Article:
Bread & Chocolate – A travel series on local bread traditions and popular chocolate.
“Man cannot live on bread alone.”
Well I can when it comes to travel. Bread along with chocolate are 2 of the things I crave most when I’m on the road; my daily diet doesn’t seem complete without a bit of either. This has spawned yet another series entitled Bread & Chocolate, a series that will chronicle my adventures with bread and chocolate abroad on a predominantly vegan diet. Welcome to the inaugural post. Here is how it all began.
It’s official. I have become a bread nerd. I was on my rounds walking and photographing whatever caught my eye in Santiago de Cuba, the second largest city in the country. I happened upon an open bakery and started salivating at the bread machine and antiquated dough hook doing their rounds. The cigarette smoke of the staff mingled with the flour dust and the smell of freshly baked bread permeated the air. This was bread in Cuba.
White bread in Cuba is king, ironic considering that refined flour was formerly reserved for the rich with lots of time on their hands. The labour intensive process to produce white flour was the domain of the leisurely wealthy but today it is the flour that makes bread for the masses.
Spanish to English translation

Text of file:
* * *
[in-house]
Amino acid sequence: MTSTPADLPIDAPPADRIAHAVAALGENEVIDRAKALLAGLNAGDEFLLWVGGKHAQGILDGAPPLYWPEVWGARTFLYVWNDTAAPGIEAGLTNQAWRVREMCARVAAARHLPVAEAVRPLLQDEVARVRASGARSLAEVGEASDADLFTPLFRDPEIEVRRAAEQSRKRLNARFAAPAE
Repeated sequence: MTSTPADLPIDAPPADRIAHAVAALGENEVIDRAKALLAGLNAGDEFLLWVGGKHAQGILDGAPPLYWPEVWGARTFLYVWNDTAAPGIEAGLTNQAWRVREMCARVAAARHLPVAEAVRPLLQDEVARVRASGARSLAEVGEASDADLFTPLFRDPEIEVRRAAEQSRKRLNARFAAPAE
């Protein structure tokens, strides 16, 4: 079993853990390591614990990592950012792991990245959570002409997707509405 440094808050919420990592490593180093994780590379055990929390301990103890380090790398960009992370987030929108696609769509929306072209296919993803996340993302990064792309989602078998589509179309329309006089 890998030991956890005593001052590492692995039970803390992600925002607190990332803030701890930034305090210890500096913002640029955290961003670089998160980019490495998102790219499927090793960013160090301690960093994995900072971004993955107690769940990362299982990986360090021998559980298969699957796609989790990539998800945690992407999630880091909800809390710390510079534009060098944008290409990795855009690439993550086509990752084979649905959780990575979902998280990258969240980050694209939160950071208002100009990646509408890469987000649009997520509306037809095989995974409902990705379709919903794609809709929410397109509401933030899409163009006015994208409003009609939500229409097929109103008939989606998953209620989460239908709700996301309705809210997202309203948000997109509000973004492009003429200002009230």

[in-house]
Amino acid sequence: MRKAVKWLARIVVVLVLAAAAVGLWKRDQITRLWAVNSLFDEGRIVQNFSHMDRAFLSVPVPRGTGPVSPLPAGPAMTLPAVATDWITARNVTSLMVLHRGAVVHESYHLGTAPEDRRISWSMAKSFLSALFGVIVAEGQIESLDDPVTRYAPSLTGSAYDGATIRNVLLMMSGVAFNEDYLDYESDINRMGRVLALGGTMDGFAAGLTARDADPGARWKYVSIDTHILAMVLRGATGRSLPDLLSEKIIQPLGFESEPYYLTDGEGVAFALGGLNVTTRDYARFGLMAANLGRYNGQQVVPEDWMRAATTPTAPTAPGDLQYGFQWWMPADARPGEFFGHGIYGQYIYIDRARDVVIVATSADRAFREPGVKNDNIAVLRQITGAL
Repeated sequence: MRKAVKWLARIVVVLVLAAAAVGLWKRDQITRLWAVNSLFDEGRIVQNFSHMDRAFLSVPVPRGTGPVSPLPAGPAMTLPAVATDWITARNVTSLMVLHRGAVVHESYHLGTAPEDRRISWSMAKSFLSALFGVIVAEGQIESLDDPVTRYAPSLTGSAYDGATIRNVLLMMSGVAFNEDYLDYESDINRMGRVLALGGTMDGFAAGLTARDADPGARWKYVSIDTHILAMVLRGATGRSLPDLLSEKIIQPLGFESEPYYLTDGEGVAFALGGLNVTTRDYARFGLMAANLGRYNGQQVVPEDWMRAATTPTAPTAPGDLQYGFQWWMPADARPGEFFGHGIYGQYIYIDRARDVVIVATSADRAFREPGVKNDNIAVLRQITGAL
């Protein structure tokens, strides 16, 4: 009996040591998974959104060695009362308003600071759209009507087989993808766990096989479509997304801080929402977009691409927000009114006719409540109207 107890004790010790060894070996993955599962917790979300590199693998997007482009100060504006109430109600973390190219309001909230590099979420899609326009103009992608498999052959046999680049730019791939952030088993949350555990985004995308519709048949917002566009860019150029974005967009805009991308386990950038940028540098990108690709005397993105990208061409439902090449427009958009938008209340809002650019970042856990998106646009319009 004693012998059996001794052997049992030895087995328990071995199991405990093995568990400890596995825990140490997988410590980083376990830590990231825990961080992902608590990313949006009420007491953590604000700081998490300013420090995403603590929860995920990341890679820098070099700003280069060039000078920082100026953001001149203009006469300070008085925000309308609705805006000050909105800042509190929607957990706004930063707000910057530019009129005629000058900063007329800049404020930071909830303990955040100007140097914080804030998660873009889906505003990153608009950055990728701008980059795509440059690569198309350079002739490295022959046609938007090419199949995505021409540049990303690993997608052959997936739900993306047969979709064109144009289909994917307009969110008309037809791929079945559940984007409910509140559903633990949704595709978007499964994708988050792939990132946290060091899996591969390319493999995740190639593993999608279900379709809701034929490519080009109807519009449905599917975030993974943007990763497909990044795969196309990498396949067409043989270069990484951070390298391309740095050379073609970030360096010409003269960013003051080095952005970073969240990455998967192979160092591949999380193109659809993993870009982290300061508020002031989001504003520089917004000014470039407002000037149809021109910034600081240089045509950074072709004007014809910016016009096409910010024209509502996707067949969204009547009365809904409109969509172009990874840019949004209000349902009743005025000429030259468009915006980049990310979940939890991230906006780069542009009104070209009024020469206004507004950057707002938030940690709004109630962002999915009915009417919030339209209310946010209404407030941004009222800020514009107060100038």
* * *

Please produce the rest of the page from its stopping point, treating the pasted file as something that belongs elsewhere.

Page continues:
panaderia y pan = bakery and bread
Cuban bread is similar to French and Italian bread. Its defining characteristic is the use of lard/shortening in the dough. It is often made into loaves and rolls but you can also get differently shaped bread such as the pan enciamada, a bun formed in snail-like fashion. Typically Cuban bread is used to make the Cuban sandwich, basically ham and cheese on white.
My Cuban bread experience consisted of taking numerous photos of bread sellers in the street and having my incisors dive into soft baked dough first thing every morning. After the umpteenth loaf of white bread, however, my love affair with bread was over until I saw the brown rolls in Camaguey. This UNESCO city had a bakery just off one of the main squares. Be still my heart – could it be actual whole grain?
I thought so and it could have even been sourdough too (though more likely it was bread about to grow some green fuzz.) I barely made my way through the half-dozen rolls that I bought before I had to discard the rest due to a ‘mould’ situation.
And now for the chocolate. I’ll keep this brief as I will have many more chocolate posts to come.
In terms of chocolate Baracoa is where it’s at. It is the cacao capital of Cuba. Located in the eastern part of the island, Baracoa is slightly off the beaten tourist trail. It was the former capital of this country and the first place Columbus landed when he came to Cuba.
In Baracoa you will find many chocolate things: a cacao plantation open for tours, 2 chocolate cafés and the Che Guevera Chocolate Factory. Yes the Che established this factory in his position as Industry Minister in order to bolster the economy of Baracoa. The factory still remains but it is not open to tourists.